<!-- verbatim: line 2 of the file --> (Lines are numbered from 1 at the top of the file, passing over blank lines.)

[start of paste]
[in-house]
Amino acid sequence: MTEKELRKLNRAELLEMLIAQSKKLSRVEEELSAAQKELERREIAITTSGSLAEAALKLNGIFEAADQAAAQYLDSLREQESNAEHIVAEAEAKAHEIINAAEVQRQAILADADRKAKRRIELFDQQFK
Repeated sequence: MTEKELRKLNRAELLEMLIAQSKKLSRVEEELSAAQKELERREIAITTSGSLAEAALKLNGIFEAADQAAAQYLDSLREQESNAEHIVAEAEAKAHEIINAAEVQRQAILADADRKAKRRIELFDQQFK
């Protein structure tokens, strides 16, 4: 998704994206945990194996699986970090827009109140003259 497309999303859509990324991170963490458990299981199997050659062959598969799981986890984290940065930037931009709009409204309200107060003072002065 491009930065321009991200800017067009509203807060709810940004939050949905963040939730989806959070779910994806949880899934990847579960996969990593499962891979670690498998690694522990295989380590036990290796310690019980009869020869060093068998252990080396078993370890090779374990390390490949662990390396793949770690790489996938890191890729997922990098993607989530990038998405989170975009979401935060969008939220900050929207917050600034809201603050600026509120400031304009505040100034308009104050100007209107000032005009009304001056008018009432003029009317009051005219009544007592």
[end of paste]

Amino acid sequence: MTEKELRKLNRAELLEMLIAQSKKLSRVEEELSAAQKELERREIAITTSGSLAEAALKLNGIFEAADQAAAQYLDSLREQESNAEHIVAEAEAKAHEIINAAEVQRQAILADADRKAKRRIELFDQQFK